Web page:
House Majority Leader William Lamberth (R-Portland) makes an announcement before Gov. Bill Lee’s first State of the State address in Nashville on March 4, 2019. (Erik Schelzig, Tennessee Journal)

Gov. Bill Lee delivers his first State of the State address in Nashville on March 4, 2019. (Erik Schelzig, Tennessee Journal)

Senate Clerk Russell Humphrey, left, helps fix a microphone for Senate Speaker Randy McNally (R-Oak Ridge), center, and House Speaker Glen Casada (R-Franklin) before Gov. Bill Lee’s first State of the State address in Nashville on March 4, 2019. (Erik Schelzig, Tennessee Journal)

Gov. Bill Lee delivers his first State of the State address in Nashville on March 4, 2019. (Erik Schelzig, Tennessee Journal)

Finance Commissioner Stuart McWhorter, right, and Deputy to the Governor Lang Wiseman confer before Gov. Bill Lee’s first State of the State address in Nashville on March 4, 2019. (Erik Schelzig, Tennessee Journal)

Gov. Bill Lee delivers his first State of the State address in Nashville on March 4, 2019. (Erik Schelzig, Tennessee Journal)

Sen. Becky Duncan Massey (R-Knoxville) awaits Gov. Bill Lee’s first State of the State address in Nashville on March 4, 2019. (Erik Schelzig, Tennessee Journal)

Gov. Bill Lee delivers his first State of the State address in Nashville on March 4, 2019. (Erik Schelzig, Tennessee Journal)

Rep. Ron Travis (R-Dayton) confers with colleagues before Gov. Bill Lee’s first State of the State address in Nashville on March 4, 2019. (Erik Schelzig, Tennessee Journal)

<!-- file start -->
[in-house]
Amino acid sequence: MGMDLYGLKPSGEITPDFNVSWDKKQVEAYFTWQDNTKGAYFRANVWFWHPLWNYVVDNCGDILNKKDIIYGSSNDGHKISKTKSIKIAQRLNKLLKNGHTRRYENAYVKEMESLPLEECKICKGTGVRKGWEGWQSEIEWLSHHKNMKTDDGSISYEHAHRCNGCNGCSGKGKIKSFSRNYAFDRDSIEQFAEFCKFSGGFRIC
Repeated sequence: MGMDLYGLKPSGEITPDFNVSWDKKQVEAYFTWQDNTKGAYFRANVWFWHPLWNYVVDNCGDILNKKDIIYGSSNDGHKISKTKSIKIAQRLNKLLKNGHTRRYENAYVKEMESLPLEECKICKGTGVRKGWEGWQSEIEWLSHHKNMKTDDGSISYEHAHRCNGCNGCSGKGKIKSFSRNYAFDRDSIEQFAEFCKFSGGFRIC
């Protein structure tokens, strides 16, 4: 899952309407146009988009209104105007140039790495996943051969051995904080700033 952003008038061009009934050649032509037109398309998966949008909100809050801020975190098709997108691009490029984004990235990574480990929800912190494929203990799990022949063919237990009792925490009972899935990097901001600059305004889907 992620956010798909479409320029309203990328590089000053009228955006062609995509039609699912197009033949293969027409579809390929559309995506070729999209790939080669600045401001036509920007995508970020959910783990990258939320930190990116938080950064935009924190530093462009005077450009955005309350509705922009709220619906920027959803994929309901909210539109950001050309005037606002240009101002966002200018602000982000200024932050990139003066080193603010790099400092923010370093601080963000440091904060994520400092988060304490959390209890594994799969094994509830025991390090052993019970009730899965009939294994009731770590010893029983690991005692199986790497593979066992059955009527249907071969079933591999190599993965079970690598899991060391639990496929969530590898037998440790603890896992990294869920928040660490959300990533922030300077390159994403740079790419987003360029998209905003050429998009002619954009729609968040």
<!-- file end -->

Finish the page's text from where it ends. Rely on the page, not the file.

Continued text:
Gov. Bill Lee delivers his first State of the State address in Nashville on March 4, 2019. (Erik Schelzig, Tennessee Journal)

House Speaker Glen Casada (R-Franklin) checks his phone as he awaits the joint convention to hear Gov. Bill Lee’s first State of the State address in Nashville on March 4, 2019. (Erik Schelzig, Tennessee Journal)

Read Gov. Bill Lee’s first State of the State address

Gov. Bill Lee delivers his first State of the State address in Nashville on March 4, 2019. (Erik Schelzig, Tennessee Journal)

Governor Bill Lee’s first State of the State address, as prepared for delivery on Monday evening:

Lieutenant Governor McNally, Speaker Casada, Speaker Pro Tem Haile, Speaker Pro Tem Dunn, Members of the 111th General Assembly, Justices, Constitutional Officers, friends, guests, fellow Tennesseans:

Tennessee’s voters and its constitution have given me the responsibility of delivering this address evaluating where we are as a state and recommending action to make us even better.

I am grateful for this opportunity to serve, and it is my high honor to be here tonight. There’s a scripture that encourages us to consider others as more important than ourselves.

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Lee previews State of the State address

Bill Lee delivers his inaugural address in Nashville on Jan. 19, 2019. (Erik Schelzig, Tennessee Journal)

Republican Gov. Bill Lee is previewing his first State of the State addresss with some excerpts, including his approach to the state spending plan, charter schools, public safety, and mental health.

Here’s the full release from Lee’s office:

NASHVILLE, Tenn. – Tonight, Tennessee Governor Bill Lee will give his State of the State address and present his conservative budget to a joint session of the Tennessee General Assembly at 6 p.m. CT on statewide television.

The following excerpts are from his remarks as prepared for delivery:

State of the State

“Now, I think we can all agree that while important things happen in the halls of government, it is actually what happens outside these walls that makes Tennessee truly great.”

“To our elected leaders in this room and the many Tennesseans watching from their homes, I am proud to report after seeing with my own eyes: the state of our state is hopeful, prosperous, and strong.”